The 'Anti-Cosmopolitan' CampaignEdit
On 21 September 1948, at the behest of Politburo members Lazar Kaganovich and Georgii Malenkov, Ehrenburg published an article in Pravda which signified Stalin's absolute political break with Israel, which he had been supporting through enormous shipments of Czech arms. After this break with Israel, hundreds of Jews became targets of the so-called anti-cosmopolitan campaign. The chairman of the Jewish Anti-Fascist Committee, Solomon Mikhoels, was murdered, and many Soviet Jewish intellectuals were imprisoned or executed.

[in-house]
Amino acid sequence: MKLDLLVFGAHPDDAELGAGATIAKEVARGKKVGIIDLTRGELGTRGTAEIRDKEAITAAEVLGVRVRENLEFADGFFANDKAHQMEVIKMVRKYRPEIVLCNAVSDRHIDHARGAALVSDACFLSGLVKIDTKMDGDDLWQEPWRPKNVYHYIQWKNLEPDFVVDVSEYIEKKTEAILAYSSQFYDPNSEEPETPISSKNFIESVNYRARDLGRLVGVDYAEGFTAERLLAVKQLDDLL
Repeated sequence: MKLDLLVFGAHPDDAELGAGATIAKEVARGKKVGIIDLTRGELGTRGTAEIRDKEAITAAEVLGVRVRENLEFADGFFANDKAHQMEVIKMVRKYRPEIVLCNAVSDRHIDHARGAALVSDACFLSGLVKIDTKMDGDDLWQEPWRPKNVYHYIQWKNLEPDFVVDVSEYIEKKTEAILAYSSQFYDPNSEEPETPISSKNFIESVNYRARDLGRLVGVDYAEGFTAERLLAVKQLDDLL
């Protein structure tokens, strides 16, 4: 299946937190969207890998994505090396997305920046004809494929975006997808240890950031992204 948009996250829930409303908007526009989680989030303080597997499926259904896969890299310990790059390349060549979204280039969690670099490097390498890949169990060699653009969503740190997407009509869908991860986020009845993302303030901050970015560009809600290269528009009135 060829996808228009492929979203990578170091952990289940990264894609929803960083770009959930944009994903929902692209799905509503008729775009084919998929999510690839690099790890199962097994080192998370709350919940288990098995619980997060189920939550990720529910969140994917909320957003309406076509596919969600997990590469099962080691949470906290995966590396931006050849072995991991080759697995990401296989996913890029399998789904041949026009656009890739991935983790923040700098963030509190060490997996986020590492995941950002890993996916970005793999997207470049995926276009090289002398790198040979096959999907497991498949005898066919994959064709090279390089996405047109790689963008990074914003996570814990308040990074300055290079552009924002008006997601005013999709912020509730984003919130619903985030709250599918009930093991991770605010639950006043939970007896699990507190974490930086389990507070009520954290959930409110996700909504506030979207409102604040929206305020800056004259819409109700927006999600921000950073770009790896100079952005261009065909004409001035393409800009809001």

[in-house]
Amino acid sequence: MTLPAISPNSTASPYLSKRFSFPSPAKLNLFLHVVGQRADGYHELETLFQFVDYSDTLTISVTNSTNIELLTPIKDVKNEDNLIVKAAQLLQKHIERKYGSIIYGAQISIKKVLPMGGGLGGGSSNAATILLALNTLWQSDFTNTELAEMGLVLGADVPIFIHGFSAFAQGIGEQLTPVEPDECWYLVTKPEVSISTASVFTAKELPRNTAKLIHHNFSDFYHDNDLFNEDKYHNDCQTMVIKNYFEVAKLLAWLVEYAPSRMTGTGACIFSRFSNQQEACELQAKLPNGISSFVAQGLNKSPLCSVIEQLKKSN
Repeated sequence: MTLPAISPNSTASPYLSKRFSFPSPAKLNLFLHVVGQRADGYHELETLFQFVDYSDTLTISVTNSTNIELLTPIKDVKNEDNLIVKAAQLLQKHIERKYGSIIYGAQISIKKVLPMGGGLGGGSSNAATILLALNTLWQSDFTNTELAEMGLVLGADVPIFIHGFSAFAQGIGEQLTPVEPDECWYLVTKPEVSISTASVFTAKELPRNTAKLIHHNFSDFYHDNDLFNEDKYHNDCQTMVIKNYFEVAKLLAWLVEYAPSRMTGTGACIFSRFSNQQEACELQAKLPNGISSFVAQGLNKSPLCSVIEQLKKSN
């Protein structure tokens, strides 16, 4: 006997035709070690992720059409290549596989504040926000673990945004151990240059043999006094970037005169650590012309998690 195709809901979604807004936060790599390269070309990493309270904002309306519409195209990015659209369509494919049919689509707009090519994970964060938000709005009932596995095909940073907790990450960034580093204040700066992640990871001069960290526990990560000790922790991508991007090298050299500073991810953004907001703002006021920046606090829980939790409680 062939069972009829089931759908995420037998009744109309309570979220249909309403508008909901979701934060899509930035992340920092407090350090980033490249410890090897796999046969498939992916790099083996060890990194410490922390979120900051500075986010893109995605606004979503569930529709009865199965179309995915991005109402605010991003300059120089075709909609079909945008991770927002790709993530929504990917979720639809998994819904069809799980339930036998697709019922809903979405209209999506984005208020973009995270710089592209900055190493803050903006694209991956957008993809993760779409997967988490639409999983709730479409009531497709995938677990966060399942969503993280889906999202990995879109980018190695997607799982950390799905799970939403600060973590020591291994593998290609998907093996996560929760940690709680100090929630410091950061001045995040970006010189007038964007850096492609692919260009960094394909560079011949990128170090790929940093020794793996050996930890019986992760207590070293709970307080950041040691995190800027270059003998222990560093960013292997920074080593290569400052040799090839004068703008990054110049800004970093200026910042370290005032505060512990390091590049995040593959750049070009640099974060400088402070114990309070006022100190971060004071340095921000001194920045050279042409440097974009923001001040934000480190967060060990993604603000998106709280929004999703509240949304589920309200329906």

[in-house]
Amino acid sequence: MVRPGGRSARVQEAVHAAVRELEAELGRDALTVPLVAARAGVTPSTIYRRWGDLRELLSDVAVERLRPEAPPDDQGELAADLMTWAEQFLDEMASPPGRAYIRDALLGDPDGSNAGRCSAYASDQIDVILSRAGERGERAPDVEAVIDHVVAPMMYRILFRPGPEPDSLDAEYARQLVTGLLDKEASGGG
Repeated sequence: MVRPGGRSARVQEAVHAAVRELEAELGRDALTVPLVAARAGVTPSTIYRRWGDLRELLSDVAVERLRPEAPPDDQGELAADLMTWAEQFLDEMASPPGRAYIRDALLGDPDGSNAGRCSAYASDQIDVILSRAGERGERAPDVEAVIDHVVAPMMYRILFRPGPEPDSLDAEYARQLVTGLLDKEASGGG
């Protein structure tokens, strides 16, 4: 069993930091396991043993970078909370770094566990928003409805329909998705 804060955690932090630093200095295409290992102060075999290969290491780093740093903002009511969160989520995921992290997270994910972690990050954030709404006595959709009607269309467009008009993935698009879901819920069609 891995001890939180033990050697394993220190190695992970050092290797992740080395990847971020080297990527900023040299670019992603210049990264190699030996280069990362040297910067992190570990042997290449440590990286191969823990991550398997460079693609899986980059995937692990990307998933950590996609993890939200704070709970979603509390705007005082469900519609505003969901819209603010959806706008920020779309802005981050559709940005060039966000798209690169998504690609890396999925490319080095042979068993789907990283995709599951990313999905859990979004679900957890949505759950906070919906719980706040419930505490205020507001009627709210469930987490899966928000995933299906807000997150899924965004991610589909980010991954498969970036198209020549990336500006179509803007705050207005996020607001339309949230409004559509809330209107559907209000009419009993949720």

Ilya Ehrenburg's name was high on a list presented to Stalin by the chief of police, Viktor Abakumov, of people selected for arrest. He was accused of having 'made attacks on Comrade Stalin' when talking to the French writer André Malraux in Spain in 1937. While Stalin agreed to the arrests of most of the names of the list, he put a question mark by Ehrenburg's. It appears that Ehrenburg was allowed to continue publishing and travelling abroad to obscure the anti-Semitic campaign at home. During a press conference in London in 1950, attended by over 200 journalists, he was challenged about the fate of the writers David Bergelson and Itzik Feffer, and said that "If anything unpleasant had happened to them, I would have known", knowing that they were both under arrest. He was accused of informing on his comrades, but there is no evidence to support this theory. In February 1953, he refused to denounce the supposed Doctors' Plot and wrote a letter to Stalin opposing collective punishment of Jews.